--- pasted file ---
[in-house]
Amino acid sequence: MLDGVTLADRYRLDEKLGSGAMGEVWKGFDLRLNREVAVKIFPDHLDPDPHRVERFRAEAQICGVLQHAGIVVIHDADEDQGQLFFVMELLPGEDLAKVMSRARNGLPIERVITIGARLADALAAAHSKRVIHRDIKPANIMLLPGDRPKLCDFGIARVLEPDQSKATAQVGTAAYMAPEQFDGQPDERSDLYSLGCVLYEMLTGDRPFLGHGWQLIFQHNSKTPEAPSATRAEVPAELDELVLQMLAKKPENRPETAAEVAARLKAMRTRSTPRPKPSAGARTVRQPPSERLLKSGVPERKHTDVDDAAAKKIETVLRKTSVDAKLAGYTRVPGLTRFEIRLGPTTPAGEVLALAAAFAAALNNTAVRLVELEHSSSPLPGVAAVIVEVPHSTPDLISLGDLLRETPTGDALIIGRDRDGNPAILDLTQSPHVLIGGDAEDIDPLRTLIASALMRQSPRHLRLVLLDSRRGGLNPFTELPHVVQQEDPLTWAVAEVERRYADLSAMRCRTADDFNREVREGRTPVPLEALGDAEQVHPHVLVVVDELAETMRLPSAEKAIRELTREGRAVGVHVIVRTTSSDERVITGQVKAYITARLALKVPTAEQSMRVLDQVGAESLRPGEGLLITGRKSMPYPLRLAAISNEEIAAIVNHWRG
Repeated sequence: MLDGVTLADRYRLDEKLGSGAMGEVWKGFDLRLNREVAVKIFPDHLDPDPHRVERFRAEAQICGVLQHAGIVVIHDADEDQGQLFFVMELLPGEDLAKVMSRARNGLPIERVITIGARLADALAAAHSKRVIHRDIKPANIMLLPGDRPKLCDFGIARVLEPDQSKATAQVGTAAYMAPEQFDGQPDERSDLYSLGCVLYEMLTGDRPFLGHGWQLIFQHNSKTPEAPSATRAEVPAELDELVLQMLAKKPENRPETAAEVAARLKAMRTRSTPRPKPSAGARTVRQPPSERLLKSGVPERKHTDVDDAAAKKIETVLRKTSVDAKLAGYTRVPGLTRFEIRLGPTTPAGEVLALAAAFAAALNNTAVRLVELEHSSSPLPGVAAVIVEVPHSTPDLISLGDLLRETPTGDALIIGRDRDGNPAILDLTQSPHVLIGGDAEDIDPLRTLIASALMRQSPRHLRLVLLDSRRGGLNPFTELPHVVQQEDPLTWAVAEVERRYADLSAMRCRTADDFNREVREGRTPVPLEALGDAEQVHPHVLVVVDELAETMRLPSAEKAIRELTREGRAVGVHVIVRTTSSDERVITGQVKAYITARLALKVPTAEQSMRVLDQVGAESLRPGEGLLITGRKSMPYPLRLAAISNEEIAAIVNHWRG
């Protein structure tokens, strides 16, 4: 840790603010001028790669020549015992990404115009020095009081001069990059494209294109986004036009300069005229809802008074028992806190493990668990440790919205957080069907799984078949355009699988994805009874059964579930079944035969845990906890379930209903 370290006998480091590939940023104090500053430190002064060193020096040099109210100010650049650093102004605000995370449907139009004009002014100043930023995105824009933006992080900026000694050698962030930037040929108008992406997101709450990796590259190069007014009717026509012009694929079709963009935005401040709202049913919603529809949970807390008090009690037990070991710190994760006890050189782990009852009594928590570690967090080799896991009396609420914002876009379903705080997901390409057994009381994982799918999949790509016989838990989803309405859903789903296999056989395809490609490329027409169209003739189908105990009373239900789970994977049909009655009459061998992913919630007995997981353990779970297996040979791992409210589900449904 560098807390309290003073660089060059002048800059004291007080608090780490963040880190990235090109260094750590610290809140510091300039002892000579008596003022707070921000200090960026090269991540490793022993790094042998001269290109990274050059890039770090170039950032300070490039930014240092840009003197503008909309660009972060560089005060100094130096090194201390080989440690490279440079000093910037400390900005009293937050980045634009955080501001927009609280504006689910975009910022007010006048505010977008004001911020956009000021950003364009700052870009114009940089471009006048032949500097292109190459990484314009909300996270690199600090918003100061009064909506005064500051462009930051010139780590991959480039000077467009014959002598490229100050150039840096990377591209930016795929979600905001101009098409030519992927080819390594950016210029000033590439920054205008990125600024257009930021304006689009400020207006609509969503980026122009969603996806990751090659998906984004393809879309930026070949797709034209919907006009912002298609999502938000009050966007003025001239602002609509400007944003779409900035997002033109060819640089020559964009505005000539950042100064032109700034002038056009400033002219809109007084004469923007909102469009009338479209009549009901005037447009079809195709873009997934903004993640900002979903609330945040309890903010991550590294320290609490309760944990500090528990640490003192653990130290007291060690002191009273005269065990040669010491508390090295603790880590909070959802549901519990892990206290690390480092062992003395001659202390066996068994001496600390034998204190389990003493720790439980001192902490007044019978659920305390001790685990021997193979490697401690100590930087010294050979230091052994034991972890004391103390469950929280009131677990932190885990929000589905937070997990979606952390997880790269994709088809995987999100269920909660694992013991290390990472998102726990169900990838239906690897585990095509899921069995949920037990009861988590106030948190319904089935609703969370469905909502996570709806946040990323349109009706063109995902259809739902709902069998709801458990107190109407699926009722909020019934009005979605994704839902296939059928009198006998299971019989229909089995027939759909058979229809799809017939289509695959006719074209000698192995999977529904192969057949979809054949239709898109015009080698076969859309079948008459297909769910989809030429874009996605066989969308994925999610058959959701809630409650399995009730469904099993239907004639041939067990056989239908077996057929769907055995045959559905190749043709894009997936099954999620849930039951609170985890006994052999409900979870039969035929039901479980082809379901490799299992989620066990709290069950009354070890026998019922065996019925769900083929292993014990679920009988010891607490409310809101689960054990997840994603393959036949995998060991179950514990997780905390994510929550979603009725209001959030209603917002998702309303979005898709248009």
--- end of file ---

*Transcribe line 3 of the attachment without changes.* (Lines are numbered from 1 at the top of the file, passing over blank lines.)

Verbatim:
Repeated sequence: MLDGVTLADRYRLDEKLGSGAMGEVWKGFDLRLNREVAVKIFPDHLDPDPHRVERFRAEAQICGVLQHAGIVVIHDADEDQGQLFFVMELLPGEDLAKVMSRARNGLPIERVITIGARLADALAAAHSKRVIHRDIKPANIMLLPGDRPKLCDFGIARVLEPDQSKATAQVGTAAYMAPEQFDGQPDERSDLYSLGCVLYEMLTGDRPFLGHGWQLIFQHNSKTPEAPSATRAEVPAELDELVLQMLAKKPENRPETAAEVAARLKAMRTRSTPRPKPSAGARTVRQPPSERLLKSGVPERKHTDVDDAAAKKIETVLRKTSVDAKLAGYTRVPGLTRFEIRLGPTTPAGEVLALAAAFAAALNNTAVRLVELEHSSSPLPGVAAVIVEVPHSTPDLISLGDLLRETPTGDALIIGRDRDGNPAILDLTQSPHVLIGGDAEDIDPLRTLIASALMRQSPRHLRLVLLDSRRGGLNPFTELPHVVQQEDPLTWAVAEVERRYADLSAMRCRTADDFNREVREGRTPVPLEALGDAEQVHPHVLVVVDELAETMRLPSAEKAIRELTREGRAVGVHVIVRTTSSDERVITGQVKAYITARLALKVPTAEQSMRVLDQVGAESLRPGEGLLITGRKSMPYPLRLAAISNEEIAAIVNHWRG